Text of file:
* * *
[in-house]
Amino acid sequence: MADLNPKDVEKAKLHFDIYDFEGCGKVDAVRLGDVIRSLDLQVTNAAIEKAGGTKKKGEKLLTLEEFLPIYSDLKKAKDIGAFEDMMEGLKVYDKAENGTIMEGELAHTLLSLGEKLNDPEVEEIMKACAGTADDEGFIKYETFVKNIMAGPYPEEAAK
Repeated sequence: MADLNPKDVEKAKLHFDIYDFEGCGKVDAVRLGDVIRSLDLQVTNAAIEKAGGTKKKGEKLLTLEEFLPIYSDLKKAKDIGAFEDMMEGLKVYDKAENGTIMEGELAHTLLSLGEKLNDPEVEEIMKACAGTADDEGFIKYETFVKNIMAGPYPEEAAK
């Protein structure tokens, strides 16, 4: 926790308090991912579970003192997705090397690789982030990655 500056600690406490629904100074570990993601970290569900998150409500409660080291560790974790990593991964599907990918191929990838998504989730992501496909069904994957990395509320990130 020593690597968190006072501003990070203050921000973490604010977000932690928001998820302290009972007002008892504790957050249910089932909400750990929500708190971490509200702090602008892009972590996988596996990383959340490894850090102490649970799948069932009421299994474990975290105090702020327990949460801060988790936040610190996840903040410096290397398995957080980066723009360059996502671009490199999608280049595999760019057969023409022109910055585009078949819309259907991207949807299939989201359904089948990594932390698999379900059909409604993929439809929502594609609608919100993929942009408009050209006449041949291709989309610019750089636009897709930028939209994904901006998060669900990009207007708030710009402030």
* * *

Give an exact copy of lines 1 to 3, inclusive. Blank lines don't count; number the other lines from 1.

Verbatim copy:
[in-house]
Amino acid sequence: MADLNPKDVEKAKLHFDIYDFEGCGKVDAVRLGDVIRSLDLQVTNAAIEKAGGTKKKGEKLLTLEEFLPIYSDLKKAKDIGAFEDMMEGLKVYDKAENGTIMEGELAHTLLSLGEKLNDPEVEEIMKACAGTADDEGFIKYETFVKNIMAGPYPEEAAK
Repeated sequence: MADLNPKDVEKAKLHFDIYDFEGCGKVDAVRLGDVIRSLDLQVTNAAIEKAGGTKKKGEKLLTLEEFLPIYSDLKKAKDIGAFEDMMEGLKVYDKAENGTIMEGELAHTLLSLGEKLNDPEVEEIMKACAGTADDEGFIKYETFVKNIMAGPYPEEAAK